11.04.2011 § 2 Comments
Many people think that natural dye would be environmentally friendly and that “green” products should use natural dye. Let’s consider some facts about natural dyes.
Natural dyes have poor color power, meaning that a large amount of dye is needed to produce deep shades. Natural dyes have poor color fastness to laundering and sunlight too. Even indigo dye — which has a pretty good output — is not powerful enough to supply today’s demand. Last year, I heard a professor in a class quote a study saying, “It will take 80% of US arable land to grow indigo in order to supply the blue jeans consumed in the US.”
Cochineal is a female insect that is native to South America and Mexico. A bright red color is extracted from the insect and was probably used to dye the British red coats during the Revolutionary War. It takes approximately 70,000 insects to produce one pound of dye.*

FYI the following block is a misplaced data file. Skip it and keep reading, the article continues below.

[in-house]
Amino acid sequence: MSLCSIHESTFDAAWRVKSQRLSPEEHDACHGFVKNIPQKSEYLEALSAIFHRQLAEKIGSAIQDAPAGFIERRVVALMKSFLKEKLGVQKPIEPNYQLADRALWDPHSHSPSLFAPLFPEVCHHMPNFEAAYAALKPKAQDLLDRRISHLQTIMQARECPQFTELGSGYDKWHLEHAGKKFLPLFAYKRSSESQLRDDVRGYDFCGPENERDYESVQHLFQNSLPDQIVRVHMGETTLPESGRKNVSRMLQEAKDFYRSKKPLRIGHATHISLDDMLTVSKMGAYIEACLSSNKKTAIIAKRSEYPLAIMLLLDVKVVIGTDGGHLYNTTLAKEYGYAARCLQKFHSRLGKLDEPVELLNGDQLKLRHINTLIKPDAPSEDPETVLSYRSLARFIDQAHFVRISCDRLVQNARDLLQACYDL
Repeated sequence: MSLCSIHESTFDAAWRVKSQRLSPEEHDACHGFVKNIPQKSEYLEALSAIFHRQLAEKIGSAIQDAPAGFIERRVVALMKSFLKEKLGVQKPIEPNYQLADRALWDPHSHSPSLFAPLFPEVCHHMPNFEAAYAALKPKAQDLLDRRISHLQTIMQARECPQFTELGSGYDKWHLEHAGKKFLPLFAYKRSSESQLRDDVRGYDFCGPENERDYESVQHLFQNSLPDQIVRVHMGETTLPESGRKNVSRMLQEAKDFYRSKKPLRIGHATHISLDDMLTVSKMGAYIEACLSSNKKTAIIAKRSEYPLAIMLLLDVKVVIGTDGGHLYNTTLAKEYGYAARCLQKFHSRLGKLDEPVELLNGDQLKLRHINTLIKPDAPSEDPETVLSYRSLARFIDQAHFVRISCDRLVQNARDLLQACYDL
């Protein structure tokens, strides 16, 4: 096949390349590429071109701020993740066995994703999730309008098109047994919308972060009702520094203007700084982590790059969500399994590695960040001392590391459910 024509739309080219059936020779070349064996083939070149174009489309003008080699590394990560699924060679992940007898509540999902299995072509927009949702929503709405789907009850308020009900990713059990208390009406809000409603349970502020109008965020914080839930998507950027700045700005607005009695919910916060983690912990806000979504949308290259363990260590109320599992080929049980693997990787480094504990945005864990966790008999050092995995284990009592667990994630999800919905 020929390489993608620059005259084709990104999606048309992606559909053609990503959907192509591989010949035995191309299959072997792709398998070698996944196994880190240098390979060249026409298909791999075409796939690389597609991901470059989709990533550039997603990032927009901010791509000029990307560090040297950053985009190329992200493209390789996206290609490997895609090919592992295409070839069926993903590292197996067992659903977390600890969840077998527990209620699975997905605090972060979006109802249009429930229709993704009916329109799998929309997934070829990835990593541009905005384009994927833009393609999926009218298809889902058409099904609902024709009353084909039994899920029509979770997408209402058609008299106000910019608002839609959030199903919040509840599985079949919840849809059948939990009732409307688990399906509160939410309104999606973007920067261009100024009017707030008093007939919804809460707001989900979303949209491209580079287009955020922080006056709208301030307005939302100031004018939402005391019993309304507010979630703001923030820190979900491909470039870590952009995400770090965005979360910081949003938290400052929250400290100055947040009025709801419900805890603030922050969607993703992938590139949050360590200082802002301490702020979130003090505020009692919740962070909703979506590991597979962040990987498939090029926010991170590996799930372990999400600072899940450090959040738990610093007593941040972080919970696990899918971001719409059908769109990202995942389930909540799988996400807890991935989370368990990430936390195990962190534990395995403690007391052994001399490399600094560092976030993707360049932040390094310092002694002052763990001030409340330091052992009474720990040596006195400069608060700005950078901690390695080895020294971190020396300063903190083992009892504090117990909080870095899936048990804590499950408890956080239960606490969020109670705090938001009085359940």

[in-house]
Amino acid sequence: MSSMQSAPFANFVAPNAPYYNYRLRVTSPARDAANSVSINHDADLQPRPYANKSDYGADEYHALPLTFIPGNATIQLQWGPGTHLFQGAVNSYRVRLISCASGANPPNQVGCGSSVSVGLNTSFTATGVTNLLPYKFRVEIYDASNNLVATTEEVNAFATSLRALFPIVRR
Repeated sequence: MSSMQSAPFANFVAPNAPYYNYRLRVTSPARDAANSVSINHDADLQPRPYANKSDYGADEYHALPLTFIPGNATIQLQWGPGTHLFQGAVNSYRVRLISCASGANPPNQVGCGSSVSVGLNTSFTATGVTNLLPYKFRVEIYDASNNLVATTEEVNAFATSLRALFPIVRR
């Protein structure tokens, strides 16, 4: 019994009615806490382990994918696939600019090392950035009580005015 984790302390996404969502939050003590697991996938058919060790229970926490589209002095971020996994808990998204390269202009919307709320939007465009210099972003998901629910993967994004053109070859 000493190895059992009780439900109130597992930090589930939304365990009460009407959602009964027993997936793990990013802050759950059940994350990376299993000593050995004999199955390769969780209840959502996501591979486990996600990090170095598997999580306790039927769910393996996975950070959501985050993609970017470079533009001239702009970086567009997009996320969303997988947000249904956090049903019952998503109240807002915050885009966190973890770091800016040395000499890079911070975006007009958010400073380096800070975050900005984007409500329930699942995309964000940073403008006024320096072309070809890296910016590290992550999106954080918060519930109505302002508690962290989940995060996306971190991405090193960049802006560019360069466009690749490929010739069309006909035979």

As many also know, the Mediterranean conch that produced Tyrian purple from its secretions is now extinct. The Romans loved the brilliant purples, but ideas of stewardship did not exist then. If the Tyrian conch were still in existence today, would we want to extract the dye and perhaps eat the meat? How about the shells? Maybe one could sell them in a souvenir shop for decoration.
* Source from College of Textiles, NC State University, Raleigh, North Carolina.